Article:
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2 1/2 years ago four brave men died in benghazi and in fact adam schiff is talking about spending money. one of the reasons there's a select committee is that we got doubletalk and false statements for years from this administration and the existence of these e-mails was hidden throughout the rest of her tenure and beyond. so did she comply with the public integrity requirement? no, she didn't. did she break a law for which there is a penalty? not really. but there's a difference between being open, transparent, honest and having public integrity and only when you get caught do you turn in documents. >> let me address this. >> finish up. >> we only have -- we only have the documents she gave us. that's not the basis. normally an inspector general searches through all documents to find which ones are appropriate. you don't necessarily -- >> let me allow congressman schiff to respond. as part of your response,
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address this. hasn't this unforced error now allowed the, quote, benghazi issue to be transformed from something that only appeals to paths partisans, that is something that will dog her all the way through the 2016 race? >> first of all, to my colleague's point, the fact is from all prior secretaries of state from clinton back have maintained personal e-mail accounts. she was the first to submit them to the state department. let's not hold this secretary to a different standard than the other secretaries. colin powell has acknowledged that he used his personal e-mails. second, in terms of the benghazi investigation, we knew as of last summer that the secretary used the private e-mail account. this is not something new. we knew also that she was cooperating, she was giving us everything we asked for. nothing changed except that the pressure on the republican members of the committee this week became too great for them to resist from the stop hillary
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pac people and the rnc people. they issued a subpoena for records we already have. now the secretary has called for those records to be made public. why isn't the chairman doing that? why aren't we doing that? the reason is, we've read them. there's nothing in them. now my colleague says how do we know we have them all? the reality is, if this secretary or anyone else e-mailed a stand-down order, as this mythical claim exists out there, there would be several people on the receiving end of that e-mail. there would be people at the pentagon, there would be people in the field who would have to receive that order. >> congressman -- >> there's no evidence. >> it makes me wonder. congressman issa, quickly, you can have the final word. it makes me wonder who is doing the screening. if you have 50,000 pages. she's not sitting there with the former president in the rec room going through everything. who are these people? what kind of clearance do they have? there are a whole host of questions. take a quick final comment? >> trey gowdy the chairman and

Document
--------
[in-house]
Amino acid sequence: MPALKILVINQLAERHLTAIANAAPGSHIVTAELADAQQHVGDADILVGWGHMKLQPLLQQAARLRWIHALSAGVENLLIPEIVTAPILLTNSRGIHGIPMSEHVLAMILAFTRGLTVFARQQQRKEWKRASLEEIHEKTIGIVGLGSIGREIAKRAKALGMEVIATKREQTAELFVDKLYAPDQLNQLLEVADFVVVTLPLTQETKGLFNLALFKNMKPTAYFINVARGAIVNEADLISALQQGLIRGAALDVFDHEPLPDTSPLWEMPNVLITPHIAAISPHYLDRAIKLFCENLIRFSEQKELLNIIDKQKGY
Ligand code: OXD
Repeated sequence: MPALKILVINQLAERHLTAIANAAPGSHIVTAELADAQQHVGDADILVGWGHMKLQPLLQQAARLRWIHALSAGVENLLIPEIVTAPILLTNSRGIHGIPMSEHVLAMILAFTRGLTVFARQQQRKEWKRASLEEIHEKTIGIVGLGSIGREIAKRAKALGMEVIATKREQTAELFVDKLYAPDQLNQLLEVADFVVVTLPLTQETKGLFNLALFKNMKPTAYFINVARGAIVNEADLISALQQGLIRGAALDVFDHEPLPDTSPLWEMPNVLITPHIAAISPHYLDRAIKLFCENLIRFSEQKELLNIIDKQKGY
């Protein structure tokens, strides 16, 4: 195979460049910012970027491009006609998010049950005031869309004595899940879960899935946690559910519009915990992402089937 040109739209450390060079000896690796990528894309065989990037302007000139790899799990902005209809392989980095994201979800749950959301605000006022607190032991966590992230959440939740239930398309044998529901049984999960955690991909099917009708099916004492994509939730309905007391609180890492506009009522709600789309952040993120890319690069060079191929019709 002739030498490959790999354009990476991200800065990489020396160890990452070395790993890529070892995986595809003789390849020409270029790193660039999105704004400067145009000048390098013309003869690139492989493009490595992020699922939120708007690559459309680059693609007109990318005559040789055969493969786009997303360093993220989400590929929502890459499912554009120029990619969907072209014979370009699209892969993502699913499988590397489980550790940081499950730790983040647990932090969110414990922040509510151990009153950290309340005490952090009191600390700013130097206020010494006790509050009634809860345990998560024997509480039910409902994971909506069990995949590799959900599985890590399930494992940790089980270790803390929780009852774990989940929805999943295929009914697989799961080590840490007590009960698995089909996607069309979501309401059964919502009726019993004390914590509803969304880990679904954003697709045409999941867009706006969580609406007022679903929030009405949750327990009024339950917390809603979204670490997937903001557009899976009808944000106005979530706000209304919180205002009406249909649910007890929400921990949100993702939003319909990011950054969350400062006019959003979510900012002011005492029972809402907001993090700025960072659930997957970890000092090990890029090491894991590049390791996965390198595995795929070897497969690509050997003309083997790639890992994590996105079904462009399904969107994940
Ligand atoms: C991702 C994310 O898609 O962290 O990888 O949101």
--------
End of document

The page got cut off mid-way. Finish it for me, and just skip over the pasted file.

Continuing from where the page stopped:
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adam schiff have two things in common. they served in the u.s. attorney's office. a subpoena which trey gowdy issued is so that in fact it will be a crime if she knowingly withholds documents pursuant to subpoena. he needed to do that because she wasn't forthcoming 2 1/2 years ago. she, in fact, hid the very existence of this until she was caught. the fact that they knew in august -- >> michael, quick rebuttal -- >> there's no more time. >> no need to issue a subpoena last year. >> there was every need for a subpoena. >> no need because she has provided the documents we asked for. the only reason to give a subpoena for documents you have if you want to politically grandstand or make a political presidential issue. that's the only reason to do that with her cooperation. >> adam, i'd love to see your history of that. >> i wish we had more time. thank you. when we come back, does the e-mail controversy spell trouble for hillary clinton and the
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you know, our constitution is being shredded. we know about the secret wiretaps. we know about the secret military tribunals. the secret e-mail accounts. >> that was hillary clinton in 2007 slamming members of the bush administration for their use of a private internet domain. with me now, lanny davis, white house special counsel during the clinton administration and s.e. cupp cnn political commentator. i want to put up the tweet that